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Agricultural and Biological Sciences » "Fermentation Processes", book edited by Angela Faustino Jozala, ISBN 978-953-51-2928-8, Print ISBN 978-953-51-2927-1, Published: February 8, 2017 under CC BY 3.0 license. © The Author(s).

Chapter 13

Solid-State Culture for Lignocellulases Production

By Ulises Durán Hinojosa, Leticia Soto Vázquez, Isabel de la Luz Membrillo Venegas, Mayola García Rivero, Gabriela Zafra Jiménez, Sergio Esteban Vigueras Carmona and María Aurora Martínez Trujillo
DOI: 10.5772/64237

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Fungal growth (♦), substrate consumption (▪), and xylanase production (▴) by Aspergillus sp along the solid-state monoculture developed on wheat bran:sugar cane bagasse 1:1 (w/w) as substrate for solid-state fermentation, incubated at 37°C for 96 h.
Figure 1. Fungal growth (♦), substrate consumption (▪), and xylanase production (▴) by Aspergillus sp along the solid-state monoculture developed on wheat bran:sugar cane bagasse 1:1 (w/w) as substrate for solid-state fermentation, incubated at 37°C for 96 h.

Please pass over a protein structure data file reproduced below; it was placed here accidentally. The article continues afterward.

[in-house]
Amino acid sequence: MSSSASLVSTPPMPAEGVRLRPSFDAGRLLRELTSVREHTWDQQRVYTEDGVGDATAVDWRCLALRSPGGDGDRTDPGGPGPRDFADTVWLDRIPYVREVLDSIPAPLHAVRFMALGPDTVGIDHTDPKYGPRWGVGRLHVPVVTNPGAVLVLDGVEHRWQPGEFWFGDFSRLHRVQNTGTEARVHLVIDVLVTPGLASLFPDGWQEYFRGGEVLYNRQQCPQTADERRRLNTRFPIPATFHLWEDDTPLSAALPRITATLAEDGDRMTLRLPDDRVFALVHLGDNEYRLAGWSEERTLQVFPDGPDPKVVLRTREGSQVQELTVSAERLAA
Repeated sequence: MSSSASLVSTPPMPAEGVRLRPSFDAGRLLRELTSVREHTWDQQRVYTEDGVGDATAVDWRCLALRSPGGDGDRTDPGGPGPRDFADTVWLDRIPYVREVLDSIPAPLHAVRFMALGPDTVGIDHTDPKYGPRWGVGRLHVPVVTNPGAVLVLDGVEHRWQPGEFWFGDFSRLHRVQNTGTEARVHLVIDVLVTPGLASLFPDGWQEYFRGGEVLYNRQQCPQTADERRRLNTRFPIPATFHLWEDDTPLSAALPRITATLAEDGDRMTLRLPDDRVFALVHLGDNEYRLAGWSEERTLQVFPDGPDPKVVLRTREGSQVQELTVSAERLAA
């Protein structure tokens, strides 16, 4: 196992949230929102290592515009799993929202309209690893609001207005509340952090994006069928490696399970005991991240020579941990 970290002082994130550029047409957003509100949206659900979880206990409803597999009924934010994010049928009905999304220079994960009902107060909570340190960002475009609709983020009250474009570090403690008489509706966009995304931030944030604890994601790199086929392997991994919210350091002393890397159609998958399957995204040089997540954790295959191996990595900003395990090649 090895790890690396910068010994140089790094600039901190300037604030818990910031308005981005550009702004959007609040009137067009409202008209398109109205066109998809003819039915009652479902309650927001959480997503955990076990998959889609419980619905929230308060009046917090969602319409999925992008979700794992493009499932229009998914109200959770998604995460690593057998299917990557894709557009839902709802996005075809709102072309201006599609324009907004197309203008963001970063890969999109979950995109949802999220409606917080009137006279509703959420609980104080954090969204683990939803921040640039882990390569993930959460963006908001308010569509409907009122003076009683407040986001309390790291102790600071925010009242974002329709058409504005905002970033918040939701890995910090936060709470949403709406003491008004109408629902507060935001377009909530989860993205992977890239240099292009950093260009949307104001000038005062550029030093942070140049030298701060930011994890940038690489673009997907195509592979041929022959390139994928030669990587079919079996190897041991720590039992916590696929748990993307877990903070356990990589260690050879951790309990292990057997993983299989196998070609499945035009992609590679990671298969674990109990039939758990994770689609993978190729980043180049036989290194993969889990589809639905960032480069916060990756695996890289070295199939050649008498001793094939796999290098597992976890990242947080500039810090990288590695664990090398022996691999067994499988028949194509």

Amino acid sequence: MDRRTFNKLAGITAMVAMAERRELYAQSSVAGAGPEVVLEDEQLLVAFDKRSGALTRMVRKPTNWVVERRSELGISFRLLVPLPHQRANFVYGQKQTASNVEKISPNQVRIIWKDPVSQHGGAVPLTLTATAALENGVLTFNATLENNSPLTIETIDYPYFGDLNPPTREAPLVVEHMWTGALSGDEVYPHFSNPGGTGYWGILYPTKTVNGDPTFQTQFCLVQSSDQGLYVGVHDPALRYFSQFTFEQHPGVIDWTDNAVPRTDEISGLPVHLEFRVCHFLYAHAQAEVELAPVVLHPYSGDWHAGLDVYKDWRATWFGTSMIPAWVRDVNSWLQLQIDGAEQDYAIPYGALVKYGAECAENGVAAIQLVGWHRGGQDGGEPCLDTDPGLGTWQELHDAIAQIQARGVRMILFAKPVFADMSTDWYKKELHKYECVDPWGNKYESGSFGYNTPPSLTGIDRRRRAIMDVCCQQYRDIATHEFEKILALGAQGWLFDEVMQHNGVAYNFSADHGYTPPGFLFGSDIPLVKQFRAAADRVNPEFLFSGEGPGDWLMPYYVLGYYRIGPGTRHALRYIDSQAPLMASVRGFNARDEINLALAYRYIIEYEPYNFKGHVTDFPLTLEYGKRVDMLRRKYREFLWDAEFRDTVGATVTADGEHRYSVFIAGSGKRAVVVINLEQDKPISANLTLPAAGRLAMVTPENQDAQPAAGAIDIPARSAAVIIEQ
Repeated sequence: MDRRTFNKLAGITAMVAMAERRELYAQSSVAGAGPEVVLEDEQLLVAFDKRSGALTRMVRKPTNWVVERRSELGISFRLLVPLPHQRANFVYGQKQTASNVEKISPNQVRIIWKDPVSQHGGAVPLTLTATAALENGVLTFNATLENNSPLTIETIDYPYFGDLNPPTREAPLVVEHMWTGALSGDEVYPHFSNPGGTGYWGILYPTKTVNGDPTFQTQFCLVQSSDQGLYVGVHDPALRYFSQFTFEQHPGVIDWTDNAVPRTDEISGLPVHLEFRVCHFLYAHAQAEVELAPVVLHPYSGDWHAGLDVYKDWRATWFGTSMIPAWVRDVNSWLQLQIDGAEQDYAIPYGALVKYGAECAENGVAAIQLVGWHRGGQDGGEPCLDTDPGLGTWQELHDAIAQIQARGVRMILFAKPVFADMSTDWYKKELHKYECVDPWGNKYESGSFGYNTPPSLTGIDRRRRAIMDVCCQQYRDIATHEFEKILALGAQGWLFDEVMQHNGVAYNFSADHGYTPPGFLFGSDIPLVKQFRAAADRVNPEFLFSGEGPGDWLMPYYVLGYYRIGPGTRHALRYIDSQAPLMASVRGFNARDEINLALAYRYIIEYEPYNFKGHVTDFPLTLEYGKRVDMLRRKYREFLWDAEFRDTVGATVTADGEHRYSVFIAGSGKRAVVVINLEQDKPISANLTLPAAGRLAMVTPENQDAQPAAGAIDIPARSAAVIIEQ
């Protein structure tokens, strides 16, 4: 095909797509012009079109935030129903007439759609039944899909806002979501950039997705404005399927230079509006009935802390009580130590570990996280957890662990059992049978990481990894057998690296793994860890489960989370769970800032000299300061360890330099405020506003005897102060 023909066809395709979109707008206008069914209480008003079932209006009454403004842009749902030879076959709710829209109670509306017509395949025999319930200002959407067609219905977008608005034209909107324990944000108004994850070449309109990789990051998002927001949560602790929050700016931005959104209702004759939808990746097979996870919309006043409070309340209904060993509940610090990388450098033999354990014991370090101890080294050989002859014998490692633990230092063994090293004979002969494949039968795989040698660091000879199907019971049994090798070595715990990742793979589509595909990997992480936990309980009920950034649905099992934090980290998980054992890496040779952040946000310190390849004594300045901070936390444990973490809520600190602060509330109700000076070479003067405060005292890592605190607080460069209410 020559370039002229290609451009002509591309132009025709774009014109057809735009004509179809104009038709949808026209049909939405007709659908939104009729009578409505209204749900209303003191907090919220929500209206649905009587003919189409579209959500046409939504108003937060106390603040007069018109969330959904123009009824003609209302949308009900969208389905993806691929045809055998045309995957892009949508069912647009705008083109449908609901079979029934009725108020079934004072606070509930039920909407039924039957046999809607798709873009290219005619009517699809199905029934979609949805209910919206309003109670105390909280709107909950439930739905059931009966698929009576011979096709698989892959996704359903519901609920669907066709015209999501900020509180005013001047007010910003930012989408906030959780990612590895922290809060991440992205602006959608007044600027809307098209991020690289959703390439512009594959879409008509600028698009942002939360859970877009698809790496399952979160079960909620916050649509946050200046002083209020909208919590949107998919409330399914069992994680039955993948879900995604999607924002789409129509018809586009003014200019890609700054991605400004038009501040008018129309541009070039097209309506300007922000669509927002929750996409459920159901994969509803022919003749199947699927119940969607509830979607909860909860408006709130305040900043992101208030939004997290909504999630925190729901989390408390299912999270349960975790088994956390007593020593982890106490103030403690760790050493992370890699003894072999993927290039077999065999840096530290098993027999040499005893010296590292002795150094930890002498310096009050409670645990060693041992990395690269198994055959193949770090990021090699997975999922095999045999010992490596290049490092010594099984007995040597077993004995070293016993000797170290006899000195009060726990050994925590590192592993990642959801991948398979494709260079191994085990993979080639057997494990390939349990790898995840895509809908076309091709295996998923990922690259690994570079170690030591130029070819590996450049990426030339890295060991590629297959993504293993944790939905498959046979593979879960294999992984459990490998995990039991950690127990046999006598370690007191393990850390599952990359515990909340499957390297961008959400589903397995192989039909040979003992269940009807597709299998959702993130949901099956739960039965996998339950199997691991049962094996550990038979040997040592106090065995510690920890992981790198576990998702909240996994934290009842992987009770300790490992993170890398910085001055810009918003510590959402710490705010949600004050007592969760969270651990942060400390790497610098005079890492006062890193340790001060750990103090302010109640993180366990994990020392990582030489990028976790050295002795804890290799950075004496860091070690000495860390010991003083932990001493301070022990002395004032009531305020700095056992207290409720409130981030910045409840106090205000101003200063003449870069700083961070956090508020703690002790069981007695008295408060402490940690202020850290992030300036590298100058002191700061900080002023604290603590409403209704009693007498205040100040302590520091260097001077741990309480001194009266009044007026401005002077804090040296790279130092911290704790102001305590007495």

Fungal growth (♦), substrate consumption (▪), and laccase production (▴) by T. versicolor in monoculture developed on wheat bran:sugar cane bagasse 1:1 (w/w) as support/substrate for solid-state fermentation, incubated at 37°C for 96 h.
Figure 2. Fungal growth (♦), substrate consumption (▪), and laccase production (▴) by T. versicolor in monoculture developed on wheat bran:sugar cane bagasse 1:1 (w/w) as support/substrate for solid-state fermentation, incubated at 37°C for 96 h.
Enzyme proportion of hydrolytic (A) or oxidase (B) activities obtained on monocultures (▪), and cocultures developed at 30°C () or 37°C ().
Figure 3. Enzyme proportion of hydrolytic (A) or oxidase (B) activities obtained on monocultures (▪), and cocultures developed at 30°C () or 37°C ().

Solid-State Culture for Lignocellulases Production

Ulises Durán Hinojosa1#, Leticia Soto Vázquez2#, Isabel de la Luz Membrillo Venegas2, Mayola García Rivero2, Gabriela Zafra Jiménez2, Sergio Esteban Vigueras Carmona2 and María Aurora Martínez Trujillo2